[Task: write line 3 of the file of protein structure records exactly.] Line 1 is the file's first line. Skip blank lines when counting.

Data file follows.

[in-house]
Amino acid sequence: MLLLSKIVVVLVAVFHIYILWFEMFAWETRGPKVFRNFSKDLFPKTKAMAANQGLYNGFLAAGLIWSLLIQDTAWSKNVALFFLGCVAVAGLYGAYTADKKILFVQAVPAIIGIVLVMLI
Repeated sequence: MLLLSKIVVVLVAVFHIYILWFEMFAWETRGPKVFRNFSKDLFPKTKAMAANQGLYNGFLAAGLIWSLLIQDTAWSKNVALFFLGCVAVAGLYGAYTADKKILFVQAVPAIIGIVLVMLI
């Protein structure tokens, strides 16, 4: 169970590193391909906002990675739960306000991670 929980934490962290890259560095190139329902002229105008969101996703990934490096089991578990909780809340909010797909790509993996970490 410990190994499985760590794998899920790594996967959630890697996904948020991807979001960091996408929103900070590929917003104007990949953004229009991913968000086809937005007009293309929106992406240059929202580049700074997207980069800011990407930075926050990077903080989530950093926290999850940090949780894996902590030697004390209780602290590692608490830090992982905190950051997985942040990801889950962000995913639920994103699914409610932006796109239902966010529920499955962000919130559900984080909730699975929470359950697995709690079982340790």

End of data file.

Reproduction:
Repeated sequence: MLLLSKIVVVLVAVFHIYILWFEMFAWETRGPKVFRNFSKDLFPKTKAMAANQGLYNGFLAAGLIWSLLIQDTAWSKNVALFFLGCVAVAGLYGAYTADKKILFVQAVPAIIGIVLVMLI